A survey of 400 companies found that 94 percent of enterprises plan to maintain or increase their investment in enterprise social media tools such as blogs, wikis and microblogging tools from providers such as IBM, MindTouch, Socialcast, Mzinga and Jive Software. The results seem counterintuitive in light of the recession, but it shows the importance of these tools for social networking and collaboration, and proves that they are not just a fad in the enterprise. Social analytics tools are also part of the trend.
Despite the nagging recession, a new study found that 94
percent of enterprises plan to maintain or increase their investment in enterprise
social media tools such as blogs, wikis and microblogging tools.
Deloitte, Beeline Labs and the Society for
New Communications Research surveyed 400 companies that have cultivated internal
social networks or online communities, finding that only 6 percent plan to
decrease their investment in the recession. The communities surveyed ranged
from fewer than 100 members to more than one million members.
Ed Moran, director of product innovation for consultancy Deloitte
Services LP and one of the report authors, called the results counterintuitive
in light of the recession, noting that while IT, marketing and public relations
departments are being cut, companies continue to spend on social software for networking and collaboration.
Companies that go against the grain of belt-tightening by spending
on social software underscore the importance of these tools, proving
that they are not just a hip trend or fad in the enterprise.
"We call it the anti-fad because people have always
been social, talking about companies, products and services," Moran said. "They
just never had the mechanism for doing it at any kind of scale. This is not
going away and it's not just for kids."
Most of the companies Moran surveyed said they are using
social media tools to engage with customers, partners and employees for marketing
purposes, with word-of-mouth, customer loyalty, brand awareness, idea
generation and customer support quality comprising other community objectives. The
need to meet these goals presents great opportunities for enterprise social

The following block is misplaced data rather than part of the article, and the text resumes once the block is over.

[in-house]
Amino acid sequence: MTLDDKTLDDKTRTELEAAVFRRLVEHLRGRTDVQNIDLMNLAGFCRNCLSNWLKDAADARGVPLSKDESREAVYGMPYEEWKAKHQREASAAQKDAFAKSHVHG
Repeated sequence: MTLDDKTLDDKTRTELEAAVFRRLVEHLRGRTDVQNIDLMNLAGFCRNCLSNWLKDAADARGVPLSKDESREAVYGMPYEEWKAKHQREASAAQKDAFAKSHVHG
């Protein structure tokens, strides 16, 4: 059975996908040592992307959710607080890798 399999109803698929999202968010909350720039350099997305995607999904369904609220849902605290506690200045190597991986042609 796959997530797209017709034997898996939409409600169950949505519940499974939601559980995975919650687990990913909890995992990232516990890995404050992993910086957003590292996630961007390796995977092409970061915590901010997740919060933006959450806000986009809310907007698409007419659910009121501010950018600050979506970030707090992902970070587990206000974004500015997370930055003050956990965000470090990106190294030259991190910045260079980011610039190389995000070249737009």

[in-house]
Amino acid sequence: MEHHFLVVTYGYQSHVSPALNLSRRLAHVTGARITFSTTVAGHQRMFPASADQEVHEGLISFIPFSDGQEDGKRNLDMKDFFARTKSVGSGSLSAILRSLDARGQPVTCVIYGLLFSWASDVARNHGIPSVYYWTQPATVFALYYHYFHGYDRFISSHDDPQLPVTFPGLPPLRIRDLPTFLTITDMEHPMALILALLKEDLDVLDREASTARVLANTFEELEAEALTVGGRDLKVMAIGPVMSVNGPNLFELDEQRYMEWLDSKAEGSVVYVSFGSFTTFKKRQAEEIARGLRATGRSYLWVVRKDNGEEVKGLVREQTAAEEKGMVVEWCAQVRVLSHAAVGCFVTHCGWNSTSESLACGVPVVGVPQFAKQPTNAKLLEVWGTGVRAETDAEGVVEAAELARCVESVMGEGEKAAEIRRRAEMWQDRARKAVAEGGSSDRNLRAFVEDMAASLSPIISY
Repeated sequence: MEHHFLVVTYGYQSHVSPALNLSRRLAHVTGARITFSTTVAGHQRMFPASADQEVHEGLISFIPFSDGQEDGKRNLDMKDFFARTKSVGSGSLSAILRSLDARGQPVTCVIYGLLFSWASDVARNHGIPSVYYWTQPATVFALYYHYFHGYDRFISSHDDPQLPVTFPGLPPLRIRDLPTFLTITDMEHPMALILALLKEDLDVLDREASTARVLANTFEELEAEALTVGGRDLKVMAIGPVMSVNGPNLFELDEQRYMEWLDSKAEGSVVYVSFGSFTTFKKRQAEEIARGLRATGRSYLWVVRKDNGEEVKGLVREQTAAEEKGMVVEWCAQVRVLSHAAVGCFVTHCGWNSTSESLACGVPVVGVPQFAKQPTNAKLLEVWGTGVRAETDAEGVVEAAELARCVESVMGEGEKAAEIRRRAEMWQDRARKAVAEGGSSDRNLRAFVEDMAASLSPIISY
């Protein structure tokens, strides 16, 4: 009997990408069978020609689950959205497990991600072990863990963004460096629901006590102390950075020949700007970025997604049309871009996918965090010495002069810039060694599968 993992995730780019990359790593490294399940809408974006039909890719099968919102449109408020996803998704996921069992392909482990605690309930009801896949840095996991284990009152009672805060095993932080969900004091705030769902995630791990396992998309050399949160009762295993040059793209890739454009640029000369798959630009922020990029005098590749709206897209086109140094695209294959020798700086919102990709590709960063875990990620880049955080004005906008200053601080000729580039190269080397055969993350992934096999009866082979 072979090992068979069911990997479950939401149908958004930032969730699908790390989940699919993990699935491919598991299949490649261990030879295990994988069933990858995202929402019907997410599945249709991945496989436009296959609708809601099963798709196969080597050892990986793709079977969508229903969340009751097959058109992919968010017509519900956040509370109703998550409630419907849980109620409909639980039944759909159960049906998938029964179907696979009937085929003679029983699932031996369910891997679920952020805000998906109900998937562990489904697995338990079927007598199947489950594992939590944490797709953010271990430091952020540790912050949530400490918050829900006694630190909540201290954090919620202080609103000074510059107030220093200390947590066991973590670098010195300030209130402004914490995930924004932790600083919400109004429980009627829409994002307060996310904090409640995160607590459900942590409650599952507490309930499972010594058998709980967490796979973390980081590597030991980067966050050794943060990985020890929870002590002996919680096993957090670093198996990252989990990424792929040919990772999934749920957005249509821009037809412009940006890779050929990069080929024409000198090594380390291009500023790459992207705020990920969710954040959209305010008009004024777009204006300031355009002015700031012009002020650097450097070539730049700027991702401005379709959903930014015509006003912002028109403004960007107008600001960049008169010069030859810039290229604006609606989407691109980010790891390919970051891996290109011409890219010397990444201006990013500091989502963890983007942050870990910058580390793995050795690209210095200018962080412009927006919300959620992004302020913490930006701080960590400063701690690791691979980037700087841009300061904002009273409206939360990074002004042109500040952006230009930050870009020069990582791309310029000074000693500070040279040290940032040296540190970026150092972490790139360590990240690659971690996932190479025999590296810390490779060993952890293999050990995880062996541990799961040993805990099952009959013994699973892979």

Tools such as Twitter and Facebook are so popular that software
makers such as
have all created comparable tools for businesses.
Instead of going
on Twitter or Facebook to talk trash about competitors, or to endorse products
and services they like (although people still do that, to the chagrin of
employers), employees are using blogs, wikis and Twitter-like status update
services their companies purchased for them from the aforementioned providers.
Moreover, Moran said he is
seeing an uptick in the adoption of analytics software that tracks both active
and inactive members to derive insights, something that was barely mentioned
even a year ago. Socialcast, Jive and Mzinga
, among others, offer this software.
"The enterprise is waking up to the fact that it needs to listen and
that it needs business intelligence" for the communities, Moran said.
However, this is happening in pockets and is not yet widescale,
presenting opportunity for analytics tools providers.
Those survey respondents that are using these tools are paying attention to
non-active users or "lurkers," people who observe the community, but
don't participate in the discussion. Thirty-two percent of respondents are
capturing data on how these individuals derive value from the community. This
points to a maturation of the enterprise's use of communities and social media.
Moreover, 20 percent of companies Moran surveyed said
they have set up "ambassador" programs, which give outsiders
preferential treatment in return for being more active in the community.
Despite this maturation in enterprise social media,
companies still report having a hard time getting people to join, remain and/or
return to the online communities. Few companies are tackling these challenges,
paving the way for dedicated online community manager roles.
"New management strategies and practices will be
critical, including redefining the scope and role of alliances as well as the
overall boundary of corporations," Moran said.